The technology is the intellectual property of Lakehead and the research institute and is being exclusively licensed to the company. Any profits will be folded back into research.
Beyond just breast screening, Bubon said this technology could be applied to detect neurological diseases like Alzheimer’s. The detector blocks can be placed in any configuration inside a helmet.
Making the breast-to-brain transition should be easier and cheaper because the technology is not being developed from scratch, Bubon said.
“We’ve learned so much here that the transition to the brain will be way faster than it would be a couple of years ago.
"We’ve made good progress in terms of understanding what will be required and in the technological challenges.
Though it’s difficult to predict sales from this enterprise, Bubon said the device has North America-wide market appeal.
Both Reznik and Bubon believe that manufacturing medical imaging devices in Thunder Bay are one sure-fire way to diversify the economy and retain its best and brightest graduates.
During prototyping, the hardware and mechanical parts were ordered through Kam Valley and Infinity Metal Fabrication and Design.
But to get to those next stages of innovation, Reznik said they need more government funding and private sector expertise.
Andrew Dean, Lakehead University’s vice-president of research and innovation, is quite excited about what Thunder Bay can become as a world-class medical imaging technology hub.
Medical imaging is a $6.7-million sector in Canada, producing devices with a very high-profit margin because of the amount of research and development to get the technology to market.
“One of the real goals we have is here find ways to have better access and equity for rural, remote and Indigenous communities to medical therapies, and one of the ways is through technology,” he said.
Cultivating partnerships to raise funds and commercialize some of the university’s advanced systems and technology research has been one of the university’s strategic research priorities.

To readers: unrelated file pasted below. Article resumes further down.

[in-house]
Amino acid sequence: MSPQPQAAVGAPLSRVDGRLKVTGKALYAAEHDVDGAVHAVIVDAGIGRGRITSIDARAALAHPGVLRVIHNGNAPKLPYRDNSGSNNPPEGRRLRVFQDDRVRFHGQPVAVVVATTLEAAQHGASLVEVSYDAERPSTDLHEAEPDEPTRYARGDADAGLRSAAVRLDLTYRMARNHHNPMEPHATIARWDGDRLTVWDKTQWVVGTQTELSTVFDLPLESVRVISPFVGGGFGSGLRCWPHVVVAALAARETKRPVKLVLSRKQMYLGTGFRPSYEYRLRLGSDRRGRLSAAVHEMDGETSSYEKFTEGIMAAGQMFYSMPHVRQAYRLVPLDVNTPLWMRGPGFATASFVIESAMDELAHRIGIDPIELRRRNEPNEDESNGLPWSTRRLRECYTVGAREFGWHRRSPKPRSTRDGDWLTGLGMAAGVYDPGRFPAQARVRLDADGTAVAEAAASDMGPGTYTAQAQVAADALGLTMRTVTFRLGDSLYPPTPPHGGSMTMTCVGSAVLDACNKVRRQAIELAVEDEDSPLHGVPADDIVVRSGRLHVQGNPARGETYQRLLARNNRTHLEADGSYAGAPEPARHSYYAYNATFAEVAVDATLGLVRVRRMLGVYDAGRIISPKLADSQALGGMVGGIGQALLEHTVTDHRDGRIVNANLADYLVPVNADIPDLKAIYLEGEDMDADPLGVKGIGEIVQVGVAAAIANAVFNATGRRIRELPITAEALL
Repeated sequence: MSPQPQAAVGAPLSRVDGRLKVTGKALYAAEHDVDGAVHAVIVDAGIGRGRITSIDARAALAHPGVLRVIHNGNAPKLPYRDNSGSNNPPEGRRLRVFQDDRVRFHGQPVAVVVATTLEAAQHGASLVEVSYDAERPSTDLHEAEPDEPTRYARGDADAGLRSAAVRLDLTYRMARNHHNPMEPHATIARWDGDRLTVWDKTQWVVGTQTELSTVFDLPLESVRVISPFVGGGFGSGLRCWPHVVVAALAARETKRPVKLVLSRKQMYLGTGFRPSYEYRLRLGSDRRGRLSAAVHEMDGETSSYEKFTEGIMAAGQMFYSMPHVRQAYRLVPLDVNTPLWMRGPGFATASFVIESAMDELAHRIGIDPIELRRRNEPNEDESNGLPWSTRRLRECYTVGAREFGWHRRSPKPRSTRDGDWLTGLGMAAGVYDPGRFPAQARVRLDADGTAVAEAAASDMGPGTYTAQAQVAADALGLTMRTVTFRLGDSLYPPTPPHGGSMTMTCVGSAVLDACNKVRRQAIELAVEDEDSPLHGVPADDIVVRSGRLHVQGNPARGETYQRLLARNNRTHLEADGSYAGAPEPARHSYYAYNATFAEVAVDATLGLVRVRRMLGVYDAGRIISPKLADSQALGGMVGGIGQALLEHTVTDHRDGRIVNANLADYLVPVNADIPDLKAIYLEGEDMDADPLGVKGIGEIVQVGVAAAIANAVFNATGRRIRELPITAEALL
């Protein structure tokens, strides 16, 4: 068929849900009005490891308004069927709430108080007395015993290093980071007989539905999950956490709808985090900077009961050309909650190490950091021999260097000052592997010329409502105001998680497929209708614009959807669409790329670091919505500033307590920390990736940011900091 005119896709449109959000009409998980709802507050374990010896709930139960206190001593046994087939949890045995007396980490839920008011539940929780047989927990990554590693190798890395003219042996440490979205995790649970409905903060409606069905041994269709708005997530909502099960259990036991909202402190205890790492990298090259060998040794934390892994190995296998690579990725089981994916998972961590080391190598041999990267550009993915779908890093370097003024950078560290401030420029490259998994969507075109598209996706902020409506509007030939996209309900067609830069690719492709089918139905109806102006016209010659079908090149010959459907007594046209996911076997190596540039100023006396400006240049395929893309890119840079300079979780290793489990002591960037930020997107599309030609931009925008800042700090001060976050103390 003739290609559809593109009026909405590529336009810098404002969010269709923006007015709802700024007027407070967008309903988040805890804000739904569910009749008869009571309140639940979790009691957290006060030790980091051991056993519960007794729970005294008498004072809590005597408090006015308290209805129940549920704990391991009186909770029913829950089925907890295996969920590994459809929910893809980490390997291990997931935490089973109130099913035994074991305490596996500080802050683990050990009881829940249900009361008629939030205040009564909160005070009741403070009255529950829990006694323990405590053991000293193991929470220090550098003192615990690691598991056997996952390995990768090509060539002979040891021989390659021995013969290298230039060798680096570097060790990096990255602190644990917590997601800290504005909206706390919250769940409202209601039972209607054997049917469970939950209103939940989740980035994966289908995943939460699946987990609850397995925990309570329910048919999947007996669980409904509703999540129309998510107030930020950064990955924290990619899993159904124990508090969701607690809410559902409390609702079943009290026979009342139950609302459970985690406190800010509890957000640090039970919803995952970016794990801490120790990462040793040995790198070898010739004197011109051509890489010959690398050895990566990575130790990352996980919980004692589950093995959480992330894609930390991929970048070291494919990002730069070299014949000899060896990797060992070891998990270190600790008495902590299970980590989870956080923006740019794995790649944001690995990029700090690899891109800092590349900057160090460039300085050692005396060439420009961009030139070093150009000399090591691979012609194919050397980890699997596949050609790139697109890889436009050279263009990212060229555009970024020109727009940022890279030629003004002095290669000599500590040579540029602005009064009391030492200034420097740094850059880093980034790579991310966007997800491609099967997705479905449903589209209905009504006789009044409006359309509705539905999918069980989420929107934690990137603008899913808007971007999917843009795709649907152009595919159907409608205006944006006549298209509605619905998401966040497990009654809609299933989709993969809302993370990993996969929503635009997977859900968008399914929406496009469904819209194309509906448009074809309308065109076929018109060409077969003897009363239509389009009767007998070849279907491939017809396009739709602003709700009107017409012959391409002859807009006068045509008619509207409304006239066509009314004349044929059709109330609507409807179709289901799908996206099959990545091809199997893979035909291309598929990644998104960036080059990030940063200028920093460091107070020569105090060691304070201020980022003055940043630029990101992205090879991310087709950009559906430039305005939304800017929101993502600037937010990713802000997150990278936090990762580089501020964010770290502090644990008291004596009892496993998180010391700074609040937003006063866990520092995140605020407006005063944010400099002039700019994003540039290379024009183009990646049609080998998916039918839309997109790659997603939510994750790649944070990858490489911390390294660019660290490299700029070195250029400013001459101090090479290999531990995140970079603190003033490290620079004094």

With the institute, Dean said they have a core group of researchers and the basic infrastructure in place to start bringing “bench-top research” to market.
“We’re not going to be Silicon Valley, we may not be Sunnybrook, but I do think we have the potential to develop between three to 10 spinoff companies in this area within the next four to five years.”
To achieve that, they’ll need industry partners to “pull that research from the labs” and help with the marketing and commercialization aspects.
A strategy is being drafted to create a Thunder Bay Health Technology Commercialization Centre, a collaboration involving the institute, the Thunder Bay Community Economic Development and the Centre for Imaging Technology Commercialization in Toronto.
“One of my long-term goals is to have a research park that would be encompassing all different forms of commercialization and technology from forest to medical products.”
Dean said some major government grant applications in the queue to help with the strategy and to support new training in the health sciences-related fields.